How to Add Conflict to Your Story

Let’s face it, guys. Without conflict, there is no story. Happy characters are boring. Characters that go through their days without some sort of conflict are… meh. Readers read to escape not to experience the same kind of life they’re already living. They want to see the characters suffer and almost give up only to win in the end. If there’s no struggle, there’s no reason for readers to root for the character or continue reading.

However, that doesn’t mean you can add a few arguments between characters and you’re set. Arguments, generally speaking, aren’t true conflict. Anything that could be solved with a discussion is a weak conflict.

Does this mean you need to add danger to your story so the conflict level will be high? Nope. But, that would work. You need to focus on what’s at stake and why. In order for your characters to struggle, they need to have goals. (Note: I’m talking about the hero and/or heroine and possibly villain, not minor characters.) What does the character want/need? Does he want a promotion? Does she need to move out of this crappy town and away from her ex? Does he need to find a lost treasure? Is she chasing her son’s killer? These are all external goals.

But in order to make your characters three-dimensional, they need to have internal goals too. This means they need some sort of internal struggle, something that will show how they’ve grown as “people” by the end of the book. Does she lack self-confidence? Does he feel guilty about a traumatic event that occurred? Does he seek power? Does she need revenge? Does she need to overcome a tragedy and open her heart up to love again?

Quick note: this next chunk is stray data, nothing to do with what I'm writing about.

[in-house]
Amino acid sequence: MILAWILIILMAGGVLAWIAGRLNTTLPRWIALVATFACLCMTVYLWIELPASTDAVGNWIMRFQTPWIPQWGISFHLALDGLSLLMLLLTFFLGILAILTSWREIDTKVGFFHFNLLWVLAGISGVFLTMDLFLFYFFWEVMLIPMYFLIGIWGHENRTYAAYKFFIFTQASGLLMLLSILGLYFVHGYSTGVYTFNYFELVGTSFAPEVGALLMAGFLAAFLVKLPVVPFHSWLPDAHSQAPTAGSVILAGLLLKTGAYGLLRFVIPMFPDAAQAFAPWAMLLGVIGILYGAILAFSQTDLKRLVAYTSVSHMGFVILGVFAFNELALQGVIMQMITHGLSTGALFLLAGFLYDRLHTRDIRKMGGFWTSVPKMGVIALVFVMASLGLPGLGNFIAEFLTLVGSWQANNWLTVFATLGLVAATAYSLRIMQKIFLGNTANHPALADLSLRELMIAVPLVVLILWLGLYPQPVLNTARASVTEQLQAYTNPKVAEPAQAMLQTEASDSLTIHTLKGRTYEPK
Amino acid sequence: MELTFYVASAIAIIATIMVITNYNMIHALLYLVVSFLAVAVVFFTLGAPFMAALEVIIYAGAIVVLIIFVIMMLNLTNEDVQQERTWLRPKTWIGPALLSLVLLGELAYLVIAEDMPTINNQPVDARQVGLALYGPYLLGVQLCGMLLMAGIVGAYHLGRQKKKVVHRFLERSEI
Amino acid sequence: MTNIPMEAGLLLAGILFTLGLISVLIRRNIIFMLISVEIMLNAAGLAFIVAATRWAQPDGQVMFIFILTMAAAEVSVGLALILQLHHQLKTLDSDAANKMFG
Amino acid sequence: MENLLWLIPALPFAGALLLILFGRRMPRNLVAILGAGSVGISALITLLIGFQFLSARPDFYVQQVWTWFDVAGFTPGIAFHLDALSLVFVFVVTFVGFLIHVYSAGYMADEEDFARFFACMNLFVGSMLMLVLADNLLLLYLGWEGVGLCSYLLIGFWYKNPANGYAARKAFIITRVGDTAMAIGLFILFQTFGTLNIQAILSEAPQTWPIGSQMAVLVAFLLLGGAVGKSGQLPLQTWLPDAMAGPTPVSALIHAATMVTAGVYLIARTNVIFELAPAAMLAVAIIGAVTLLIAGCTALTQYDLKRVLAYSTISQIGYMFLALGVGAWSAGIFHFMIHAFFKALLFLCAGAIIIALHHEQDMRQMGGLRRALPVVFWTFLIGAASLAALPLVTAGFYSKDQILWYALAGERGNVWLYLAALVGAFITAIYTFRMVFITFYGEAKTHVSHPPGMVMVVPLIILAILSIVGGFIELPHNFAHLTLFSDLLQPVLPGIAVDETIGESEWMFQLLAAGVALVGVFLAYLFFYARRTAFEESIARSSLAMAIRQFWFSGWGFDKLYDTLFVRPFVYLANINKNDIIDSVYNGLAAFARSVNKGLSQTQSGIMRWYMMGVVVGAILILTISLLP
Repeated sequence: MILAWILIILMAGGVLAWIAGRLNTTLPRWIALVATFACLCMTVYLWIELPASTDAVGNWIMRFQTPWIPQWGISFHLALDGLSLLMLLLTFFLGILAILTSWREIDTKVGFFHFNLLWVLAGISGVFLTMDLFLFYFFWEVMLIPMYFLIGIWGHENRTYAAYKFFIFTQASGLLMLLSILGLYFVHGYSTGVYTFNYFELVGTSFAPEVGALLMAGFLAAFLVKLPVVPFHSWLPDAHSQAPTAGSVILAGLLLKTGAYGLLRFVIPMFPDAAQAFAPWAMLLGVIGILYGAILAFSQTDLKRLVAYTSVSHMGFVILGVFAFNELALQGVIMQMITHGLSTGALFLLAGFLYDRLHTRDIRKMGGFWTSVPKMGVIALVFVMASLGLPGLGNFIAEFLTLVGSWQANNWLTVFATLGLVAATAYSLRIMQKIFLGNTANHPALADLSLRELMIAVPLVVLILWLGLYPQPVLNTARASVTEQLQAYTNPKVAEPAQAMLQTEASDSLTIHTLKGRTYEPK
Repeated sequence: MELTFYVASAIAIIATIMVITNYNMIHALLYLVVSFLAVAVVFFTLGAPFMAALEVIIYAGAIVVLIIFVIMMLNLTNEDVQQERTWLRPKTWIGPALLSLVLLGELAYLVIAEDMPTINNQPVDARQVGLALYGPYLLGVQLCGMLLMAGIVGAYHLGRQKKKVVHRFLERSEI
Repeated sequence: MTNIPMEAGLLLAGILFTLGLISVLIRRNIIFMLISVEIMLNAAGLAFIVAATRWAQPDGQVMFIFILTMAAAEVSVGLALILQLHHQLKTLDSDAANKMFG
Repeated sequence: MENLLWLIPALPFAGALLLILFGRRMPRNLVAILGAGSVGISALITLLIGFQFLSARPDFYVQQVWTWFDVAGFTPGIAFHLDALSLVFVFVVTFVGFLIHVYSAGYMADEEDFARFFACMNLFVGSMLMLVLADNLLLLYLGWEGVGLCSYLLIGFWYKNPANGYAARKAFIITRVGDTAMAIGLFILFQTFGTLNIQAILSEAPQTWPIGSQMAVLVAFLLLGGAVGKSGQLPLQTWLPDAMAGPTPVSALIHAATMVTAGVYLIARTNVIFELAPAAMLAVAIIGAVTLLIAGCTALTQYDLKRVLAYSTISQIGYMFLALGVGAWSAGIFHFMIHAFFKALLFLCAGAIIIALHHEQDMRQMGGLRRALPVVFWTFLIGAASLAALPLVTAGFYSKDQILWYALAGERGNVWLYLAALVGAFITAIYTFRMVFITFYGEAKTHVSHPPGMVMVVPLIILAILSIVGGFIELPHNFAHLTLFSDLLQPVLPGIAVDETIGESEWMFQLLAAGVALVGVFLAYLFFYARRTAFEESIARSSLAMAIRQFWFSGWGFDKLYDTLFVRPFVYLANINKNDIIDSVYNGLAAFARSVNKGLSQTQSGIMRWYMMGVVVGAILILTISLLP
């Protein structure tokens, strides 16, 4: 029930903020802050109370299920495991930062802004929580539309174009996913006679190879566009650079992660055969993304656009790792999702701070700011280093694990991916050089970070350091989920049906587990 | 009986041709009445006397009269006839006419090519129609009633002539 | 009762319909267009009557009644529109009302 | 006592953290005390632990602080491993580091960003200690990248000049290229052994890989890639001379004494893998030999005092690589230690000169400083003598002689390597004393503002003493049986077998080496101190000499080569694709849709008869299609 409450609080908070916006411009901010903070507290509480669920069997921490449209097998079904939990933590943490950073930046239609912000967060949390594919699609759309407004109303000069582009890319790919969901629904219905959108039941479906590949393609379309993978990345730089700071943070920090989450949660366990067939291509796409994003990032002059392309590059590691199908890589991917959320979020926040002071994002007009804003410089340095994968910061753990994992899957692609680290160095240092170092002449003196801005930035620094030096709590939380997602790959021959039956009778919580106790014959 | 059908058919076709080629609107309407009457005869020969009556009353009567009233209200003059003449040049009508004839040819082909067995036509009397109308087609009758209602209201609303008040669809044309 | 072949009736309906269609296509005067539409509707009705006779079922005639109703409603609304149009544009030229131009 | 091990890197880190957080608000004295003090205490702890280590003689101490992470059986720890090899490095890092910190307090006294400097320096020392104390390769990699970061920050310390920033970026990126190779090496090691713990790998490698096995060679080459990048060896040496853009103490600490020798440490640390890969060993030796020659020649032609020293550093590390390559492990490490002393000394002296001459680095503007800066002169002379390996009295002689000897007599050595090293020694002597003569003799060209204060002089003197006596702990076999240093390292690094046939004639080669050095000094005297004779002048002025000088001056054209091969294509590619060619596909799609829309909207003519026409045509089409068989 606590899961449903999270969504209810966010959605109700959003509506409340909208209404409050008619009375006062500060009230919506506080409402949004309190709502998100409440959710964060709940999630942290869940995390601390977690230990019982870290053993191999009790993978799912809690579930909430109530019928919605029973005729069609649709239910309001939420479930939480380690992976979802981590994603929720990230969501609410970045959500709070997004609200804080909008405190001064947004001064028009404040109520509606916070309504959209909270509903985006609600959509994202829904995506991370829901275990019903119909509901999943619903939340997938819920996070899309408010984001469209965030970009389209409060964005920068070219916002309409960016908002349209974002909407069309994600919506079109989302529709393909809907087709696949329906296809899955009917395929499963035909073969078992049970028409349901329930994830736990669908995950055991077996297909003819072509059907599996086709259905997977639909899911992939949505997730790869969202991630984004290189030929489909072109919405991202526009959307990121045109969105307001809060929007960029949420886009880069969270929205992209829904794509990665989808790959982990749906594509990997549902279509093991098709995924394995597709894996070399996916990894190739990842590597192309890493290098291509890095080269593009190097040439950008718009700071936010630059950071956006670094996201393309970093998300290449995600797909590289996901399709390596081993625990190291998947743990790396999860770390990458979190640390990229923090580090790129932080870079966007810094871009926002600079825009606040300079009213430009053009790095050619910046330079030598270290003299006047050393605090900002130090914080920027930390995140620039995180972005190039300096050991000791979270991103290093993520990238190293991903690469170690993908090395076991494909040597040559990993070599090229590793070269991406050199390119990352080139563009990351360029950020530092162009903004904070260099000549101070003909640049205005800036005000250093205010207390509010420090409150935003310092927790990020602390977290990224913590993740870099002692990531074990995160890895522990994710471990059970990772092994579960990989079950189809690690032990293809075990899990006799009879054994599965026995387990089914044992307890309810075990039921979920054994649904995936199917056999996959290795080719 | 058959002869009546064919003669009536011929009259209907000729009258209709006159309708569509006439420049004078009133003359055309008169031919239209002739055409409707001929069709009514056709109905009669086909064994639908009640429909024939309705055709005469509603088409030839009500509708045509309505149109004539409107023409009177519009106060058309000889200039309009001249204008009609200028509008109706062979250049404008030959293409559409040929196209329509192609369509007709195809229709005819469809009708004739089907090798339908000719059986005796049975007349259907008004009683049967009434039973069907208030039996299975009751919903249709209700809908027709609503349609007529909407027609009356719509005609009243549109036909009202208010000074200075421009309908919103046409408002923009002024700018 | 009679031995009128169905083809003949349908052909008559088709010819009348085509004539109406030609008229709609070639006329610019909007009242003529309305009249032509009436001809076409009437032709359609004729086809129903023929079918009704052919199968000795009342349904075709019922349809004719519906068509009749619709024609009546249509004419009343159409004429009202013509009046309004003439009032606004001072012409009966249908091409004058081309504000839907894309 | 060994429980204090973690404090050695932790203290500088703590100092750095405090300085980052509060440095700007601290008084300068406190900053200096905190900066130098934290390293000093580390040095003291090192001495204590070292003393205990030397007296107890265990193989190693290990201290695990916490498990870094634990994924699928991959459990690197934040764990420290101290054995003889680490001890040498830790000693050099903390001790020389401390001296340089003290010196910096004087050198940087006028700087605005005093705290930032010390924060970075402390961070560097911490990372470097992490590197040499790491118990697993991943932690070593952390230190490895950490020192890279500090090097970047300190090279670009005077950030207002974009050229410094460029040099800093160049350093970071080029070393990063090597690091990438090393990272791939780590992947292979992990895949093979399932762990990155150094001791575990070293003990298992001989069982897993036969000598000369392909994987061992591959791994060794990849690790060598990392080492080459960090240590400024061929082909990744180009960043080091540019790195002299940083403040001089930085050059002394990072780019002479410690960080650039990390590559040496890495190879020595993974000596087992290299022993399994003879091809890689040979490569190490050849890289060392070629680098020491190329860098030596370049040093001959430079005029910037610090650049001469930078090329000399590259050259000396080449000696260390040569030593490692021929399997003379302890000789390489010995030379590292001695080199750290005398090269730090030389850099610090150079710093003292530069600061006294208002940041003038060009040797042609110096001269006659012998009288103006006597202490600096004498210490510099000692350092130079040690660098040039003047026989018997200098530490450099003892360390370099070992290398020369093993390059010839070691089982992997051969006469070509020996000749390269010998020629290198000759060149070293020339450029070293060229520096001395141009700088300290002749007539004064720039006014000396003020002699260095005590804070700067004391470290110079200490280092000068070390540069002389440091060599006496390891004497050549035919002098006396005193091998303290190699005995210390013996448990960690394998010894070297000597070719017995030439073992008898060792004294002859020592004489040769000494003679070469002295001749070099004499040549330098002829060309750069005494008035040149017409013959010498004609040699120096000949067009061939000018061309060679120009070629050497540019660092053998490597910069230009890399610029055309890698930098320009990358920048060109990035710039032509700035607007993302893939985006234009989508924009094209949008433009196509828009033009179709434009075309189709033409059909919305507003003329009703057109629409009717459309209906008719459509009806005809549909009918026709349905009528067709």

Once you know what the characters’ internal and external goals are, you can formulate a conflict that keeps them from attaining that goal until the end.

For example:

No Conflict:
She wants to move out of town to get away from her ex, but she can’t because she shares custody of their five-year-old daughter with him and had agreed in their settlement to stay put. They argue about her wanting to move away on a daily basis. YAWN.

Conflict:
She wants to move out of town to get away from her ex, but she can’t because she shares custody of their five-year-old daughter with him and had agreed in their settlement to stay put. But, he doesn’t make her life easy. He’s pissed that she divorced him and wants to make her pay. They don’t just argue. He’s on a mission to destroy her. He ruins any attempt she makes at dating and has convinces her boss she sold company secrets to the competitor, which results in her getting fired. If he can prove to the judge that she can’t hold a job or supply a stable life for their daughter, she could lose her daughter to him.

And you could keep building the conflict from there until she almost gives up, gains a sliver of hope, pushes herself to do one last thing, and wins.

Basically, make your characters suffer. Torture them with conflict. Don’t make their lives easy. Make them work for their win.

Lynnette Labelle
www.lynnettelabelle.com
www.labelleseditorialservices.com
@LynnetteLabelle
https://www.facebook.com/LynnetteLabelleAuthor

This entry was posted in Blog and tagged , , , , , , , . Bookmark the permalink.